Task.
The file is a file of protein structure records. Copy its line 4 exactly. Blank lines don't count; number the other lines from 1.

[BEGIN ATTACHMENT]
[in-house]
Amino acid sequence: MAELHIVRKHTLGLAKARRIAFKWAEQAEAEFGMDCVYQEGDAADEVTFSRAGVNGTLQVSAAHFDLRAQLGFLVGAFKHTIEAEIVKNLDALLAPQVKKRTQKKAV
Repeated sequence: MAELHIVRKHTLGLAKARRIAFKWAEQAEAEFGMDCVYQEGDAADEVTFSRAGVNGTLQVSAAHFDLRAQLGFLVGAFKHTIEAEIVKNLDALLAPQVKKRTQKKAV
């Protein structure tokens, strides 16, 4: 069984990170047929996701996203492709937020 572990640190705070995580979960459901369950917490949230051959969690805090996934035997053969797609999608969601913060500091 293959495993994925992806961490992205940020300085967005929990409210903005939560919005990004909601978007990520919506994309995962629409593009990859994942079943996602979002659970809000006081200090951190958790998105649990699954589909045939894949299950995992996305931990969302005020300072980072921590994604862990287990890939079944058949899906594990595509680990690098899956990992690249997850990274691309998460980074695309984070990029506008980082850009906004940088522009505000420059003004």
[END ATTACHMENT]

């Protein structure tokens, strides 16, 4: 069984990170047929996701996203492709937020 572990640190705070995580979960459901369950917490949230051959969690805090996934035997053969797609999608969601913060500091 293959495993994925992806961490992205940020300085967005929990409210903005939560919005990004909601978007990520919506994309995962629409593009990859994942079943996602979002659970809000006081200090951190958790998105649990699954589909045939894949299950995992996305931990969302005020300072980072921590994604862990287990890939079944058949899906594990595509680990690098899956990992690249997850990274691309998460980074695309984070990029506008980082850009906004940088522009505000420059003004």